By leveraging Adobe Premiere Pro's audio adjustment tools, you can expertly control the volume dynamics of your project. Whether amplifying for emphasis or reducing for subtlety, the key lies in using the "Effects Controls" panel and keyframes to achieve the desired audio balance.
Audio levels, also known as 'gain', in Premiere Pro offer a nuanced control over the audio dynamics of your project. They allow you to ensure that every sound byte is heard just as intended, neither overshadowing the visuals nor getting lost in them.
In This Article:
First things first, let's get your audio clip into the timeline. Open Premiere Pro and locate the Project Panel on the lower left side of the screen. Right-click within this panel, select Import, and then choose your desired audio file. Once imported, drag the audio clip from the Project Panel to the timeline. Believe me, this is the foundation of everything we're about to do.
Now that your audio is in the timeline, you need to select it. Look at the timeline (usually at the bottom of the screen) and find your audio waveform – that's the visual representation of your sound. Click on it, and you'll notice it becomes highlighted. This means you've successfully selected it. No worries, it's a simple step, but crucial for what comes next.
With your audio clip selected, it's time to make some adjustments. On the top left side of the screen, you'll find the "Effects Controls" panel. If you don't see it, go to Window in the top menu and select "Effects Controls" from the dropdown. This panel is your control center for any modifications you wish to make to your clip. Seriously, it's a game-changer.
In the "Effects Controls" panel, you'll find a setting labeled "Volume." This is where the magic happens. To the right of the word "Volume," there's a slider. By dragging this slider to the left, you decrease the audio level, making it quieter. On the other hand, dragging it to the right will increase the volume. For precision, you can also input a specific value in the box next to the slider. In a nutshell, this is your main tool for controlling loudness.
Guess what? There's a way to make your volume adjustments more dynamic. Let's say you want the audio to start loud and then gradually become quieter. This is where keyframes come into play.
Next to the "Volume" setting in the "Effects Controls" panel, you'll see a small stopwatch icon. Clicking on this icon activates keyframes for the volume. Move the playhead (the vertical line that shows where you are in the timeline) to the point where you want the volume change to start. Adjust the volume slider to your desired starting level. Now, move the playhead to where you want the volume change to end and adjust the volume again. You've just set two keyframes! The audio will now smoothly transition between these two volume levels. It's like setting the start and end point of a journey, and Premiere Pro fills in the route for you.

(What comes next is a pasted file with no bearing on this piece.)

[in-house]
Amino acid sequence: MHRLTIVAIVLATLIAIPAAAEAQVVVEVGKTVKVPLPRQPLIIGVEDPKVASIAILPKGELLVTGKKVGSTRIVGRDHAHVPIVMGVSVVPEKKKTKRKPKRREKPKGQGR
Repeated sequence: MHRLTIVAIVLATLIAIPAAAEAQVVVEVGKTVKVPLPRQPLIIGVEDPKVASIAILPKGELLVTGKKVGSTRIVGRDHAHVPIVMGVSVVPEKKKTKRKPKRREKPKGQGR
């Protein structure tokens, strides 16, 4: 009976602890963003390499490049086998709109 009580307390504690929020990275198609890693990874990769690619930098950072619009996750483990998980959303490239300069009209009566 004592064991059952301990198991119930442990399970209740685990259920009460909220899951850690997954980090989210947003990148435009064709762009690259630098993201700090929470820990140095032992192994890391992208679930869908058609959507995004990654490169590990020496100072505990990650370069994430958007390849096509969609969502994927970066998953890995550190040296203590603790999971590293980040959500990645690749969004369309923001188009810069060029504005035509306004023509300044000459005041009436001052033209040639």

All in all, after making these adjustments, you'll want to hear how it sounds. Simply press the spacebar to play the timeline from where the playhead is positioned. Listen closely. If something doesn't sound right, no doubt, you can always go back and tweak the settings. At the end of the day, it's all about achieving the perfect balance for your project.
You're already familiar with the "Effects Controls" panel from our previous discussion. If it's not already open, locate it on the top left side of the screen. Remember, this is our primary workspace for audio adjustments. For sure, it's going to be your best friend in Premiere Pro.
In the "Effects Controls" panel, under the "Volume" setting, you'll find that trusty slider we discussed earlier. This time, instead of moving it to the left, you'll drag it to the right. As you do this, you'll notice the audio level increasing. If you need a precise volume boost, input a specific value in the box next to the slider. Frankly, it's that simple. But, always be cautious: pushing the volume too high can result in distortion, which can degrade the audio quality. So, always ensure you're amplifying within reasonable limits.
Now, let's say you want the audio to start at a lower volume and then gradually amplify. You bet, keyframes are the solution here too. If you recall, the small stopwatch icon next to the "Volume" setting activates keyframes. Set your starting and ending points just as we did when decreasing the volume. The process is identical, but this time you're guiding the audio on an upward journey. In my opinion, using keyframes for dynamic volume changes can add a professional touch to your edits.
After amplifying, it's crucial to preview your adjustments. Press the spacebar to play the timeline. Listen intently. If the audio sounds too loud or distorted, dial it back a bit. On the other hand, if it's still too soft, feel free to give it another nudge. At the end of the day, your ears are the best judge.
Browse 73k+ presets, templates and extensions for Premiere Pro, After Effects, FCPX & DaVinci!